Innovation Ambassador 

Developing Innovation Ambassadors

Give a man a fish and he’ll eat for a day. Teach a man to fish, and he’ll eat for life. It’s an age old saying, but one that holds true.

AfCE’s mentor-led approach to intrapreneurship aims to capitalise on this idea in the business world. Its experienced mentors are what it calls its ‘secret weapon’ – experts with real experience of corporate entrepreneurship, who help their clients to build innovation programmes that work both today, and which are replicable and scalable. 

And importantly, they aim to nurture future ambassadors within the client organisation who can continue to keep the innovation fires burning after the AfCE mentors have left the building.

One customer which continues to benefit from this approach is a multi-national pharmaceutical giant.

 

Nurturing talent

When a team in Spain undertook AfCE’s Corporate Accelerator, a twelve-week program designed to ‘cut through the innovation fluff to find problem solution fit’, one team member stood out from the crowd.

One participant took a leadership role in the project, and it was quickly apparent that she had many of the core skills required to be a successful intrapreneur. She exhibited motivation, creativity, persuasiveness and versatility. Risk tolerance and decisiveness added to the picture and showed AfCE’s mentors that this candidate was a talented intrapreneur.

As well as helping her succeed in this project, AfCE’s mentors helped the participant train as an ambassador – an internal innovation champion who is able to help teams succeed in their own innovation goals.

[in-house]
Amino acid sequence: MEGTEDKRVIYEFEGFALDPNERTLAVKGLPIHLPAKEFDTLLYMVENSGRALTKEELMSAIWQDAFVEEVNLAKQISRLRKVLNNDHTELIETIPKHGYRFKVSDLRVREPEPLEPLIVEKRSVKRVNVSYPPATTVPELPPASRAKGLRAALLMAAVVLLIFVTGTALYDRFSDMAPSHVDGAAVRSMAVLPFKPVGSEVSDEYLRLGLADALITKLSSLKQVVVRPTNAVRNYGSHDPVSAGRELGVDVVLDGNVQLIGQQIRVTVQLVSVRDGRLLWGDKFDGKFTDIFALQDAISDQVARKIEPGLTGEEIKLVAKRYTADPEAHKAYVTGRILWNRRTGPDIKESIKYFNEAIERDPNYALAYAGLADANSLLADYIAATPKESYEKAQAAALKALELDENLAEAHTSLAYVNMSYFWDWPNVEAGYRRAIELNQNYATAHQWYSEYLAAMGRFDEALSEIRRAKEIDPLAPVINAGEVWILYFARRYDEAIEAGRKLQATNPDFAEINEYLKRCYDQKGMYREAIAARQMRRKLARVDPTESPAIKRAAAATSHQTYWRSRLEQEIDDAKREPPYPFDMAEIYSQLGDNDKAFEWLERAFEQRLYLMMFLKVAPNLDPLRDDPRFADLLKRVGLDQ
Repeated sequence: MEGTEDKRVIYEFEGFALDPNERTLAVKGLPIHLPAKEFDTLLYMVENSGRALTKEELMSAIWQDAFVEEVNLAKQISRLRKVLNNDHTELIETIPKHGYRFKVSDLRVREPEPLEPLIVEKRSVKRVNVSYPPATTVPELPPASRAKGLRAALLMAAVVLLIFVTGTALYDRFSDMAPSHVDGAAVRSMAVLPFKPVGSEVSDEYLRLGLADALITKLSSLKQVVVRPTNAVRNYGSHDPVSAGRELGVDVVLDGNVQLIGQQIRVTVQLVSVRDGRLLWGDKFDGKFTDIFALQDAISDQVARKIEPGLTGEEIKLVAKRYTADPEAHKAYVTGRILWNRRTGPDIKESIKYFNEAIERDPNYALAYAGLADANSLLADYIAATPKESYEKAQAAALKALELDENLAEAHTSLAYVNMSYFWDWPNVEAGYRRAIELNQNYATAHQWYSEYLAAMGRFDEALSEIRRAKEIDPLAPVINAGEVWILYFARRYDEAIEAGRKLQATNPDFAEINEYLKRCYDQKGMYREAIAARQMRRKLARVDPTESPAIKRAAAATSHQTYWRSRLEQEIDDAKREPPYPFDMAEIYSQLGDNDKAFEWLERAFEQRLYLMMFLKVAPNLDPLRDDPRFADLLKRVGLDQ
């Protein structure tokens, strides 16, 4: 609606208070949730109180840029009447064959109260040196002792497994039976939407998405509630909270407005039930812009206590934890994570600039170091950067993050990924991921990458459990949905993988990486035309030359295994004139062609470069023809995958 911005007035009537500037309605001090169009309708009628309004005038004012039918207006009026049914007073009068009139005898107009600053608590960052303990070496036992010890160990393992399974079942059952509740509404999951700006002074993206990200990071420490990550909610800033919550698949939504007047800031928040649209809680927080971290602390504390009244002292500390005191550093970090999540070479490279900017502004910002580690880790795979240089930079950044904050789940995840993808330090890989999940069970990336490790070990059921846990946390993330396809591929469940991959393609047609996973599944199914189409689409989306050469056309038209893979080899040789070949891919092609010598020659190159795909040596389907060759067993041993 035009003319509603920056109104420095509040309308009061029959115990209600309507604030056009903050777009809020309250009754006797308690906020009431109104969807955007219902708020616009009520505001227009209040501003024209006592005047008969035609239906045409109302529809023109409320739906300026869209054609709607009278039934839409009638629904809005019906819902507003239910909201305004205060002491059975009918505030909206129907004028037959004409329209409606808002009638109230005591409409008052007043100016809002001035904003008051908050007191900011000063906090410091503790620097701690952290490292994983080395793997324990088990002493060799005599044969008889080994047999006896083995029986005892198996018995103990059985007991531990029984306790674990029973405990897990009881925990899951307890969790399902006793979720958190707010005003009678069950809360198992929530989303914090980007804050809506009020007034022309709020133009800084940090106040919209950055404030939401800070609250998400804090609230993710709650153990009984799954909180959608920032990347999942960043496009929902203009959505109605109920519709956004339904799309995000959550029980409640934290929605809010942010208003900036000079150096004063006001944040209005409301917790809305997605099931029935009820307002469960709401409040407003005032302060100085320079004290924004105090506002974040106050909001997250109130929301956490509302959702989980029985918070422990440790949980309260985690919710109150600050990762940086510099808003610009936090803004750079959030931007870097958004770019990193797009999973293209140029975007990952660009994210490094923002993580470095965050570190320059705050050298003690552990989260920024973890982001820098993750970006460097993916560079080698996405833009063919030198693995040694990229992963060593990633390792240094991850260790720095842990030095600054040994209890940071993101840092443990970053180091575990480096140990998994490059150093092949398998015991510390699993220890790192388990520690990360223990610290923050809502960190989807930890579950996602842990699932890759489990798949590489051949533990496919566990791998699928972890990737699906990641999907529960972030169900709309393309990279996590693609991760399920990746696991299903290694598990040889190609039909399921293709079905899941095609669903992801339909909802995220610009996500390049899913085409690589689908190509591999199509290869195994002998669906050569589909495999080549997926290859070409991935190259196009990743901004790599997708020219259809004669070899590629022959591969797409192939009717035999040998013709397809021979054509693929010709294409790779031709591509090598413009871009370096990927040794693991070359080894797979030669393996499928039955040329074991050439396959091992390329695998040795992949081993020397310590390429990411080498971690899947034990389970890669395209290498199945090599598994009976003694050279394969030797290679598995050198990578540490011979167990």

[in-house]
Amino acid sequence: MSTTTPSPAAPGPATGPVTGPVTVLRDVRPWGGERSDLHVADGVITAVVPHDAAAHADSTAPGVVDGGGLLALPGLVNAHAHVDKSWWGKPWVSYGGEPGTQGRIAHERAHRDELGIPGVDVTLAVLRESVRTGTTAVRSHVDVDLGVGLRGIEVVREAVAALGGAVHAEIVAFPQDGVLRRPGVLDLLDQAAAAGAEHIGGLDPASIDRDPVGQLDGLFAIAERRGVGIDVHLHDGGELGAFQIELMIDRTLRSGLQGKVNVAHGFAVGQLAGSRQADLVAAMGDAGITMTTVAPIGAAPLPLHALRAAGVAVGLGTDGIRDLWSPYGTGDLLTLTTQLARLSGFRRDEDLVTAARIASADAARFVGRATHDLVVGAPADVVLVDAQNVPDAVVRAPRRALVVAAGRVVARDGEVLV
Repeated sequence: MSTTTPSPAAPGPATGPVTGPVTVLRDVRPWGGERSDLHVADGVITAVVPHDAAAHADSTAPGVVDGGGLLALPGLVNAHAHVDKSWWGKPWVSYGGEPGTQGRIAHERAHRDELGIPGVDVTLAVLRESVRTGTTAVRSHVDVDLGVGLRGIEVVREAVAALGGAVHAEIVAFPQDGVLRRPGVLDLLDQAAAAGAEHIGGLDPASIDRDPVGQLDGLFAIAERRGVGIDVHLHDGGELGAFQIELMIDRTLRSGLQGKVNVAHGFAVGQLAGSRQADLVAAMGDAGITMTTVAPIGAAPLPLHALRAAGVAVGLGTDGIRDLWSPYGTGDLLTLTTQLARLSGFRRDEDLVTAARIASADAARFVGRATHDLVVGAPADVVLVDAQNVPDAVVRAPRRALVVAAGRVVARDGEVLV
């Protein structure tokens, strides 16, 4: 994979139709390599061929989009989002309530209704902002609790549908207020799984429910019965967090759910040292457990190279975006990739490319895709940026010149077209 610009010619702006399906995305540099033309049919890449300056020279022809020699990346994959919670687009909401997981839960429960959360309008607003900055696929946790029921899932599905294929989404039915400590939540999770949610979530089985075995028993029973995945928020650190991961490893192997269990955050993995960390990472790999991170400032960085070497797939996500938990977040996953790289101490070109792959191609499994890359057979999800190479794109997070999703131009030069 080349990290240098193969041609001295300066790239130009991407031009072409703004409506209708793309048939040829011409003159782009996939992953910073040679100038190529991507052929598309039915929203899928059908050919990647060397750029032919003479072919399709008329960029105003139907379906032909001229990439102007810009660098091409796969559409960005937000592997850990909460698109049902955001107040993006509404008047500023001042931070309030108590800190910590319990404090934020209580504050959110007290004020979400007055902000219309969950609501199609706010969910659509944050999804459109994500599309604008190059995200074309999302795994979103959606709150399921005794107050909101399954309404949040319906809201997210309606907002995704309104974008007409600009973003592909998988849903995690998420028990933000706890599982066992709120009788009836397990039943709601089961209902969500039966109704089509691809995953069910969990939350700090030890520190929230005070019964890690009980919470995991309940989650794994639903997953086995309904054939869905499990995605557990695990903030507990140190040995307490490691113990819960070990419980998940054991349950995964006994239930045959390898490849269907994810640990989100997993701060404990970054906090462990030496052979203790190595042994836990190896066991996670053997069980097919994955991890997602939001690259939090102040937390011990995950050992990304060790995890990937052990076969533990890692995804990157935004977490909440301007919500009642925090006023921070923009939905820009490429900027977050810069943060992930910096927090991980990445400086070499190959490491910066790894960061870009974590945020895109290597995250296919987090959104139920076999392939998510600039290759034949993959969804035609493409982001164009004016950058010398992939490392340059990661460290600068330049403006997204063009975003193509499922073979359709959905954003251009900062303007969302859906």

A cohort approach to teamwork

As well as helping to navigate internal politics, one of the benefits of an in-house ambassador is that they can keep a team on track. There are naturally moments in an innovation programme where motivation wanes or challenges affect morale. Having an ambassador who knows the process, and who has seen the ultimate benefits of the approach, can significantly boost morale.

Another important factor in ensuring motivation is AfCE’s cohort approach. This means that separate teams kick off a project at the same time, come together throughout the process, and often end up pitching their final ideas at the same time too.

Often, having other teams to work alongside provides motivation, drives competitiveness and shows teams that difficult challenges can (and are being) solved. The AfCE approach often helps teams to deliver more quickly – as teams push to succeed alongside their peers. 

 

Conclusion 

So, for AfCE mentoring and teamwork is a crucial part of making innovation work. For this organisation, an ambassador’s input has significantly sped up the process for the teams she mentored, kept participants accountable and assured they were on track. Importantly it has stemmed drop-off, stopping participants who are struggling from leaving the programme, and helping them to work through their challenges.